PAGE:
How did people live long ago? What qualities were essential to the idea of home in classical China and Japan? Did people aspire to a simpler life even before the invention of engines, computers, and electricity? Finally, does a life lived simply promote happiness? This slim volume answers all of these questions.
Burton Watson, who has taught Chinese and Japanese literature at Stanford, Columbia, and Kyoto universities, translated this volume. The four writers included are: Po Chu-i, Kamo no Chomei, Yoshishige no Yasutane, and Matsuo Basho, who was famous for popularizing the art of haiku. The first was a Chinese poet; the other three were all Japanese writers. One was also a musician. Most made their living by serving as government officials. In both China and Japan during the time span these works cover (between 817 and 1690), government officials were the most educated and literate members of society.
As the title implies, most of the homes were basic, even self-built. Yasutane's was the exception--he lived in a huge house with outbuildings; however, like the others, he still aspired to an ascetic lifestyle. Most important to each dwelling was a view, a small collection of extremely valuable books, and a connection with nature. The writers described their homes through the seasons.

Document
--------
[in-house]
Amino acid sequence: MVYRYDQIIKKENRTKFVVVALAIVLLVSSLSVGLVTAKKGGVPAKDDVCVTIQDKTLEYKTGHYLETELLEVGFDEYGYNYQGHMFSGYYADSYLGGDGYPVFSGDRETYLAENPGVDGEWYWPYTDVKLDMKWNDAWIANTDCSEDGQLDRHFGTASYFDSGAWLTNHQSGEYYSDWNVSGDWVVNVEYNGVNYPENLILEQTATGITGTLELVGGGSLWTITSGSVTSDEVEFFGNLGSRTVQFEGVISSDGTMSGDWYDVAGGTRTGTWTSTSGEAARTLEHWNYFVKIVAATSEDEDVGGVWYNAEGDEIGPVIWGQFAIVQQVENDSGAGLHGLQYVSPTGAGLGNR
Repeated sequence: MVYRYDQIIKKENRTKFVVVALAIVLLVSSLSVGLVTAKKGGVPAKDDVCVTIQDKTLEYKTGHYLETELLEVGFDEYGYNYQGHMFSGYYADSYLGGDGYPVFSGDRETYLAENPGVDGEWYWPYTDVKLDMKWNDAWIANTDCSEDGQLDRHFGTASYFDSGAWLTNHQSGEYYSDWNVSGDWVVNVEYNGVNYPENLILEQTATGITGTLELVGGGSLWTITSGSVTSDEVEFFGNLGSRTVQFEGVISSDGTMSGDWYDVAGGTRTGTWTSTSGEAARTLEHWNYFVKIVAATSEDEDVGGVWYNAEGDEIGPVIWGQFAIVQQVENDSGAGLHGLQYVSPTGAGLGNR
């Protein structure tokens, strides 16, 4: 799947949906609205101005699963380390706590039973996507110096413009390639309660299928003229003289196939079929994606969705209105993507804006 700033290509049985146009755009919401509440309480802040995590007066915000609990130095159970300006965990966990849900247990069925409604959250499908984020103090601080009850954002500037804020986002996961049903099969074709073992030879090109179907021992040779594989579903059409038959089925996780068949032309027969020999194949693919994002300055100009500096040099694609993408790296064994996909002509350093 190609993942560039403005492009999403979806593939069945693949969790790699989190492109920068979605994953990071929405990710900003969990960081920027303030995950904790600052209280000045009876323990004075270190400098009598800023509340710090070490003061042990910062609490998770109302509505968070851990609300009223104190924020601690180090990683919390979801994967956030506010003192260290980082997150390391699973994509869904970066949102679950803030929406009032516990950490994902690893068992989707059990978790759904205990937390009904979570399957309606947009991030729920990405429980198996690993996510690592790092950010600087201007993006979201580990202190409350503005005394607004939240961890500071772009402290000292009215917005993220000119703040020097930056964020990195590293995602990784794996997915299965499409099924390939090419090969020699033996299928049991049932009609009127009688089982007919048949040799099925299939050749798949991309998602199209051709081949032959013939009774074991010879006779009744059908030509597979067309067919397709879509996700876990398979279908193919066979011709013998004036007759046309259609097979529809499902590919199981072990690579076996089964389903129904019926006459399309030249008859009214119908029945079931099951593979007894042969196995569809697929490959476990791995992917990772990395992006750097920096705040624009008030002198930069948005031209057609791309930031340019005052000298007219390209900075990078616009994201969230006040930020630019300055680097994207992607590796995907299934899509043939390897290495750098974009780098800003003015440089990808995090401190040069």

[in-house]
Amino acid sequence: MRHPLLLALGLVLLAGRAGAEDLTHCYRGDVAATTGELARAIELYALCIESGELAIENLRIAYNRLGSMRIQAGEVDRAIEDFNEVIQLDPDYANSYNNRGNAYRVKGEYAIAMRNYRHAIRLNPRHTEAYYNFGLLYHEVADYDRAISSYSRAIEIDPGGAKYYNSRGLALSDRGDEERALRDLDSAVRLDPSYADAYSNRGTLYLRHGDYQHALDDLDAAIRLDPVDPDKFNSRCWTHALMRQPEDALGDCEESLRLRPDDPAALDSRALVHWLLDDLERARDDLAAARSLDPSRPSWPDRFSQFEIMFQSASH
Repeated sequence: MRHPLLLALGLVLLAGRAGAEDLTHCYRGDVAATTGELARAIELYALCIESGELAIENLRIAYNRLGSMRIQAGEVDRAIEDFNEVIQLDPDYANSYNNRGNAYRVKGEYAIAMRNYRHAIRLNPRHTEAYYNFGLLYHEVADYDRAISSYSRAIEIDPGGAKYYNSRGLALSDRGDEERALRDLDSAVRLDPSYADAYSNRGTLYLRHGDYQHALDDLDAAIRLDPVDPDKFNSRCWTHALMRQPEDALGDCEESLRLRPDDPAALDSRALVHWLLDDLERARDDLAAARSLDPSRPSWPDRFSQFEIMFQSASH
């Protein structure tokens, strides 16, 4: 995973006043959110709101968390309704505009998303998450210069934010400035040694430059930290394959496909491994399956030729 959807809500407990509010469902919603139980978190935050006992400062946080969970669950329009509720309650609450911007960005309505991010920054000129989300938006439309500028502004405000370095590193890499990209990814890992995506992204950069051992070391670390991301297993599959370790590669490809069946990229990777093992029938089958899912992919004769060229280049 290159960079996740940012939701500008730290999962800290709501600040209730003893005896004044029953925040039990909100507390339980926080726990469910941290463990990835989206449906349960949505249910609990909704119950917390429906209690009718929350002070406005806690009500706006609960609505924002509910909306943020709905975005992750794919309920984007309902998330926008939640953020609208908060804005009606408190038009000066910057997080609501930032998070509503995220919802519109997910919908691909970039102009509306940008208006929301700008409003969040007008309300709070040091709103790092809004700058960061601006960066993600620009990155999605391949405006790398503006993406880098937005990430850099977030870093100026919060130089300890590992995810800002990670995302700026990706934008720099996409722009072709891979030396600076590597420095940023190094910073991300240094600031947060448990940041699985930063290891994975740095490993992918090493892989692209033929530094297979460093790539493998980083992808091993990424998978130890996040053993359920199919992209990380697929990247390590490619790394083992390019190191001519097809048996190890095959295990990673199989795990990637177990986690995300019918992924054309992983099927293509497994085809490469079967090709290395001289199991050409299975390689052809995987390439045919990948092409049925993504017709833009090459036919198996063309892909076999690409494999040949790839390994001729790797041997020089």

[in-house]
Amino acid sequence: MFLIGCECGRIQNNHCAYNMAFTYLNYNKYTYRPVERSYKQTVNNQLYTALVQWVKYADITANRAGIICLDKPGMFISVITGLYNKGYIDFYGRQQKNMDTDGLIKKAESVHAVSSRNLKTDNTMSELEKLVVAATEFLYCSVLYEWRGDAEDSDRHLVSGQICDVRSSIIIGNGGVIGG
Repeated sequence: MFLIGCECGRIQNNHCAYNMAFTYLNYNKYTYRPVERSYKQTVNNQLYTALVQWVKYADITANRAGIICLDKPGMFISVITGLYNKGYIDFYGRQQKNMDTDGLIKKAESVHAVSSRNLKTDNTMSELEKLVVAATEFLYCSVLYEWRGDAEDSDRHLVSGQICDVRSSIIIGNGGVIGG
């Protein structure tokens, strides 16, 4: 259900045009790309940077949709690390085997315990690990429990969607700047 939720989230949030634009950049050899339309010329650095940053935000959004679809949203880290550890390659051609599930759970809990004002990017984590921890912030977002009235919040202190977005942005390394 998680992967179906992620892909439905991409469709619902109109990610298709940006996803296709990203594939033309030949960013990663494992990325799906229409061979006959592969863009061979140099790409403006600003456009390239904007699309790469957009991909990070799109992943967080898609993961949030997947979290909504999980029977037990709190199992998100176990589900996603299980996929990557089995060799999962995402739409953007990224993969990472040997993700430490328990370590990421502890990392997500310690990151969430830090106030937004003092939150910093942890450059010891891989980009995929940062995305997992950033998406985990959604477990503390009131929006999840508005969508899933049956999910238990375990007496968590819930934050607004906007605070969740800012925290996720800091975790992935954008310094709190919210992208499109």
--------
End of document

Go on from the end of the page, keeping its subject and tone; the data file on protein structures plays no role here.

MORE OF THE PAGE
One component that several mentioned was how music made their dwellings feel complete. Because most of these men lived alone, this meant that they were the ones playing music. This is interesting to consider in this time of iPods with virtually any kind of world music available with a touch.
Buddhism and Taoism influenced these essays. Often the writers reflected on the impermanence of their dwellings as well as their lives. Kamo no Chomei lived during a time period of rapid change. Unlike his predecessor, Yatsutane, he wrote in Japanese rather than classical Chinese. The samurai culture was just beginning, and he mentions how the local ruler commanded the capital to be relocated. Some of the gentry moved their belongings on oxcarts, but the new generation raced past on swift horses. Chomei also recorded a series of disasters that struck Japan in the 12th century: whirlwinds, epidemics, fires that destroy great swaths of cities, and earthquakes.
Chomei also said,"The hermit crab prefers a little shell because he knows the dimensions of his own body." So many centuries later, what these great writers teach us are the importance of small things: the warmth of sun on a wooden floor, a pile of books, music playing, and cool fresh air pouring in through the windows.
If you want to read a contemporary book on the nature of home, try Bill Bryson's At Home: a Short History of Private Life.